Bike donations more complex than they seem
The organization started with a little boy’s generous idea. Why not donate all the used bikes lying abandoned in suburban Washington to kids in Africa who have to walk miles to school?
Seven years later, Winston Duncan is 18, and Wheels to Africa is still hard at it, collecting bikes this Saturday from Bethesda to Alexandria. But as anyone who has tried to make a dream come true can attest, it’s a long way from an idea to an accomplishment.
“It is overwhelming sometimes,” said Dixie Duncan, Winston’s mom, a single parent and tax accountant from south Arlington who runs the nonprofit effort. “We have a lot of adults who have been doing this with us, and that gives me hope. It’s still very, very difficult.”
After collecting the bikes, Wheels to Africa is dependent on other nonprofits, preferably operating in Africa, to cover the considerable costs associated with shipping, import duties and inland transportation, often through multiple countries.
“Getting the bikes is the easy part,” said Richard Hubbell, a former Foreign Service official who is volunteering this year to oversee the delivery of the bikes from two African ports to the village of Mayom in South Sudan. “It’s a lot more complicated than people think — it’s not like shipping to anywhere else in the world.”
Wheels to Africa is such a small nonprofit that it is not even required to file full financial statements with the Internal Revenue Service. Its board chairman calls it a “shoestring nonprofit,” relying on volunteer part-time labor to organize the annual collection, disassemble and pack the bikes in containers, and store the cargo until it’s ready to ship.
Several former partners, reluctant to criticize a charity with such noble intentions, question whether the job is too big for what is essentially a handful of volunteers. The bikes donated to Wheels to Africa can end up costing other groups time and money.
“They have offered us bicycles because we work in Uganda, where there is a great need for bicycles,” said John Wanda, founder of the Arlington Academy of Hope. “We would have to work together to organize the shipping, particularly that last-mile shipping from the docks to the community. We are not yet in a position to pay for it.”
Dixie Duncan concedes that some of the bikes her organization has collected have never made it to Africa because of broken promises from some partners. But the bikes collected, she said, have gone to people in need. “We sent some to Haiti, some to Kenya and some to Fairfax County, where a woman I know refurbishes them and gives them to needy kids in Alexandria,” she said. “Others ended up going to Honduras.”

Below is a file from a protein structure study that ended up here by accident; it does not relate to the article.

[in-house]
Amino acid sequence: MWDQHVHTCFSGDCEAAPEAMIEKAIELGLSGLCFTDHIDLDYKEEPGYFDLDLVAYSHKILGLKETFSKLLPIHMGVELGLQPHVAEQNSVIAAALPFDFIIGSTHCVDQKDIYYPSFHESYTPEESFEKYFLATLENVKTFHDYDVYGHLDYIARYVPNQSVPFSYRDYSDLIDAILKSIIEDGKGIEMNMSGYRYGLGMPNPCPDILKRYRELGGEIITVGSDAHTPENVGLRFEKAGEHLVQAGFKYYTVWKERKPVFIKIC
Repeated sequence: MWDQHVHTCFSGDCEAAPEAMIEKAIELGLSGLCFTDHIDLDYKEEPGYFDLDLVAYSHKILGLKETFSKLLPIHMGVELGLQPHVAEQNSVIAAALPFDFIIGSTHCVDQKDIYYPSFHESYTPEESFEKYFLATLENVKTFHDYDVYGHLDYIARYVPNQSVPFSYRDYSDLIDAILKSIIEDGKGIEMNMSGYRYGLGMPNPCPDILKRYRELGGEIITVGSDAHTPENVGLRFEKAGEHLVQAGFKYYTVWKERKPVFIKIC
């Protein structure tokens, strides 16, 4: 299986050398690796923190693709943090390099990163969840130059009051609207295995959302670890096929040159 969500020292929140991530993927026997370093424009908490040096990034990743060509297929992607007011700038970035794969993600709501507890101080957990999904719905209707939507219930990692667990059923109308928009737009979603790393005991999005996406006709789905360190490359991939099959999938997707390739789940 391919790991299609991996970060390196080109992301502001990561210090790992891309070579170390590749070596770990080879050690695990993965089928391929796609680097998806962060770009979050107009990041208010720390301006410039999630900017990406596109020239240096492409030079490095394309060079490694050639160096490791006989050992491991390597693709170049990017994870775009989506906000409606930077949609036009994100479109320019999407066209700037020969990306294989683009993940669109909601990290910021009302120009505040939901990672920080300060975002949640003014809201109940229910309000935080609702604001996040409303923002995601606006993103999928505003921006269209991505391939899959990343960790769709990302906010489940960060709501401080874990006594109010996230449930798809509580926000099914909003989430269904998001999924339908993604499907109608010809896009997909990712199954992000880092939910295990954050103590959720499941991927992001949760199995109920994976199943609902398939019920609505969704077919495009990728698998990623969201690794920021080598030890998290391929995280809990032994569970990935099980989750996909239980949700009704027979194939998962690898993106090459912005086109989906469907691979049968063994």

Hundreds and hundreds more, she said, have made their way to Africa, where they have been used by people who sorely need basic transportation to school, stores, work and medical clinics.
“The biggest challenge is working with different organizations,” she said. “We’ve always tried to partner with someone” who could deliver the bikes because she does not have the money to accompany the shipment herself.
Wheels to Africa started when Winston Duncan visited southern Africa with his mother in August 2005 and noticed the long walks that many Africans endured to get around. One elderly woman reminded him of his grandmother, whose movement was restricted by an oxygen tank, and that inspired him to start his first bike-collection drive.
“We’re not a big charity. . . . We collect bikes. We’re trying to do everything the right way,” said the Washington-Lee High School senior.
The nonprofit’s volunteer ranks are full of former Peace Corps volunteers and Agency for International Development employees, his mother said, and many foreign aid workers are among those who show up at the annual bike collection to help and to offer contacts.
The Wheels board, which meets once a year, is filled with friends who are former foreign aid workers. The board chairman and board members include people who work for a variety of Washington-based nonprofits, a businessman who owns several parking lots in the District, and a former congressional staffer and lobbyist.
Others who have worked with Wheels to Africa attest to its good works, although the difficulty and cost of paying for shipping and delivery have stopped several partnerships, including those with groups that Wheels identifies as friends or partners.
The first year, more than 200 bikes were donated, and over the years, the Duncans have reported thousands of bicycle donations. This year, Winston Duncan wants to send the donations to the South Sudan home town of his basketball buddy, Deng Juac. Juac, 21, fled his home and spent six months in refugee camps.
With Juac’s help, the Duncans are trying to work through diplomatic channels to qualify their bikes for a Defense Department program that will ship the bikes for free.
Duncan hopes that this year she and her son will be able to go with the bike shipment to South Sudan. Hubbell, who has been working on securing government documents and African partnerships, said they hope to videorecord the journey to document the delivery. The Duncans will be soliciting monetary donations for shipping costs this weekend in case the Defense Department application does not work out.
“We’re trying to raise $15,000,” she said. “If we raise that kind of money and we don’t use it, we could give it to the town to build a primary school.”
Bikes will be collected from 10 a.m. to 3 p.m. Saturday at the following locations: Washington-Lee High School, Yorktown High School and Swanson Middle School in Arlington; T.C. Williams High School in Alexandria; Bethesda Elementary School in Bethesda; George Mason High School in Falls Church; James Madison High School in Vienna; and at the Pizza Hut at Route 236 and Prosperity Avenue in Fairfax.